A game to get students thinking about ways to live out the Corporal Works of Mercy
By Sara Jonckheere
Works of Mercy allow us to extend God’s compassion and mercy to those in need. Through the Corporal Works of Mercy we can help our neighbors with their material and physical needs. While many of the ways we can help involve adults and their time, talent and resources, children can help out in their own small ways, too.
This Corporal Works of Mercy sort not only helps students to learn the works and identify an image to represent each one, but it also gets them thinking about how they could help on their own, with their family and with their class.
Color and cut out the pictures and the words for each of the Corporal Works of Mercy. They are in a mixed-up order before you cut them out to make matching a little more challenging.
Sort through and match the words to a picture that represents it. Once students find a match, have them glue the words in the first column and the pictures in the second column.
In the third column, have students write ideas for how they could help their neighbor through these Works of Mercy. This might involve a whole class discussion and brainstorming session. Try to get students to see that even though they are young, there are still things that they can do to help others.
Ideas for ways to live out the Corporal Works of Mercy
In a discussion with the class, talk about ways that they could help others by themselves, ways they could work with their parents to help others and ways they could work together as a class to help others. Try to get them to think beyond just the words – for example, visiting the imprisoned can be more than just visiting people in jail. Who else in our community is imprisoned? Who else can’t get around because of illness, injury, age, lack of means, and so on?
This will take a lot of prompting and ideas from you as the teacher to get the ideas flowing. Here are just a few suggestions to get you started.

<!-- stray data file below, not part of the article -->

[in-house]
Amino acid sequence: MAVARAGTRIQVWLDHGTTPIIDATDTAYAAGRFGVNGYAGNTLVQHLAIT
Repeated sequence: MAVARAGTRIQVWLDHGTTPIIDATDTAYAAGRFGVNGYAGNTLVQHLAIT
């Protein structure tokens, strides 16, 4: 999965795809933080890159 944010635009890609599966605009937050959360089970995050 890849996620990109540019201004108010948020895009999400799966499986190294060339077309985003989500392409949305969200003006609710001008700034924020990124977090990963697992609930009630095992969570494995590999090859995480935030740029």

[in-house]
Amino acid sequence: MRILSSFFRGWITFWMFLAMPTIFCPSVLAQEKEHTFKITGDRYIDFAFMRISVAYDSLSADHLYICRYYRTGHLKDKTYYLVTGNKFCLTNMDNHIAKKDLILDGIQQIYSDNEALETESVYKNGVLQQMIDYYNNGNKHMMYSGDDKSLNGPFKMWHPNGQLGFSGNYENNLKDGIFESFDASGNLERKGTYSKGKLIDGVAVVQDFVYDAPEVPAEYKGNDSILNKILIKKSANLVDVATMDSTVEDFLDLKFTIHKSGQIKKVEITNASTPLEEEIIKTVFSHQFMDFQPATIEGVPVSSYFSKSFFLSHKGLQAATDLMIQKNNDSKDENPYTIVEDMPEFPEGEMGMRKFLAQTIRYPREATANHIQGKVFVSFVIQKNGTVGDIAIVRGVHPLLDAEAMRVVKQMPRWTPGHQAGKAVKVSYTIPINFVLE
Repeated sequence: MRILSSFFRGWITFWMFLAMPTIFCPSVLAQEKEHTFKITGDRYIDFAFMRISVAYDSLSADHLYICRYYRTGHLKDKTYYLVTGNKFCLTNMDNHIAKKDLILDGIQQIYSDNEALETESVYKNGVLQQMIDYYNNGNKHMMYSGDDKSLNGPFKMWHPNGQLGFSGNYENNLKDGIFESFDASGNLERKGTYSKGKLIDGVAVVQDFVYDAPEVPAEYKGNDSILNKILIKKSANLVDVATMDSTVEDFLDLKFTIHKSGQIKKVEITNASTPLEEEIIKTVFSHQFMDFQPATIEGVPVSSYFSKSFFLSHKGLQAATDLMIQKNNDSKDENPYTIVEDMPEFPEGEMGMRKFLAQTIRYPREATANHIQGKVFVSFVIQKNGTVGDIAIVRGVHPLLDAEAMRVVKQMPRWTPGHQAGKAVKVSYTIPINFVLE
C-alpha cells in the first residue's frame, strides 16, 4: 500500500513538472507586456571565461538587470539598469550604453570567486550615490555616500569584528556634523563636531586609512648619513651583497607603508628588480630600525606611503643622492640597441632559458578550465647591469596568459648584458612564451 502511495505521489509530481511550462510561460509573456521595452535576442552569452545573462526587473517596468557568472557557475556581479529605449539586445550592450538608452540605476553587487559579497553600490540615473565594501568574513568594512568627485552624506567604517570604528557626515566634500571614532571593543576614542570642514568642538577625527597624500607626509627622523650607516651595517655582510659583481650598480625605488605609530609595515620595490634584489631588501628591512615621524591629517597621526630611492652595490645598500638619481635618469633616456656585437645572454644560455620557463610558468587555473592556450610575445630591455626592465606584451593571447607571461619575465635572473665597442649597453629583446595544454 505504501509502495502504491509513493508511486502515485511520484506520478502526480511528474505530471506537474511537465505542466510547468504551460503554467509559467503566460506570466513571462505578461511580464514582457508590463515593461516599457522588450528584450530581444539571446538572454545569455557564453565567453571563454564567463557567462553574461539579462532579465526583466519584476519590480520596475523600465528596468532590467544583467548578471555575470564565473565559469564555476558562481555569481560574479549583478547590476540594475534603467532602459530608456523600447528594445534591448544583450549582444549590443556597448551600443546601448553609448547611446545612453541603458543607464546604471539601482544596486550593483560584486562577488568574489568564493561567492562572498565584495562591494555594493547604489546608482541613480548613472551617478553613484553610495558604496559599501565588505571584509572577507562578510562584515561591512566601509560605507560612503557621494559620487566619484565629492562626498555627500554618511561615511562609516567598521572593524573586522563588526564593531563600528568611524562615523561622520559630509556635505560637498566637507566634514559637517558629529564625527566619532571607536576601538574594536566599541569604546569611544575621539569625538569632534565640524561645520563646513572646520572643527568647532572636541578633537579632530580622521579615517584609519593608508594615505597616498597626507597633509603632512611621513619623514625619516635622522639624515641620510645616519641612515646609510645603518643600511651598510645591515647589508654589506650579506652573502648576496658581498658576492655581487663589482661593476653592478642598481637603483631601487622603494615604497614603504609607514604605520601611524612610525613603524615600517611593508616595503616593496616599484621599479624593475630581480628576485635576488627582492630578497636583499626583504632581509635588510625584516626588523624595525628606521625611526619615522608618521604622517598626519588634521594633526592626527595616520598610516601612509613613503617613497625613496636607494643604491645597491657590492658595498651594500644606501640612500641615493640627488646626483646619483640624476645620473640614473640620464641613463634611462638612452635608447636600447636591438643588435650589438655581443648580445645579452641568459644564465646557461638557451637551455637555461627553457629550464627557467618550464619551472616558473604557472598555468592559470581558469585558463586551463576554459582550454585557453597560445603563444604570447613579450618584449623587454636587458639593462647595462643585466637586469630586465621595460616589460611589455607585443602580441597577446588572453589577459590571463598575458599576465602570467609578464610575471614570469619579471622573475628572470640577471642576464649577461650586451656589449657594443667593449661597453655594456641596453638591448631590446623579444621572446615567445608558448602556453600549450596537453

Feed the hungry – donate a meal to a needy family, collect canned goods to stock a food pantry, make sandwiches to give to the homeless, give restaurant gift cards to people in need, help at a soup kitchen
Shelter the homeless – make blankets for homeless shelters, make blessing bags for the homeless, help with your parish’s homeless outreach program, donate time at a shelter
Clothe the naked – donate outgrown clothes to a charity like St. Vincent de Paul, put hats, gloves, shirts, socks and underwear in blessing bags for the homeless, collect jackets and cold weather gear to donate
Visit the sick – make cards to take to a hospital, collect toys and books to deliver to a children’s hospital, visit a neighbor or family member who is sick and take them a meal
Visit the imprisoned – work with your parish’s prison ministry, donate to those who have family members in prison, visit a nursing home or homebound neighbor
Bury the dead – send a card to someone who has recently lost a loved one, visit a cemetery and pray, donate food and your time for funeral luncheons
Give drink to the thirsty – collect bottled water to donate to a shelter, donate water to a city with a water crisis such as Flint, MI or Detroit Public Schools
“Give alms to the poor” is also sometimes included on this list, though it is not one of the seven listed in this sorting activity. Donating money to organizations that can help provide services and support would be something you could list for each of the other works of mercy.
Sara Jonckheere is an elementary school teacher turned stay-at-home mom. She now creates digital curriculum and resources and shares teaching ideas on her blog, Sara J Creations.
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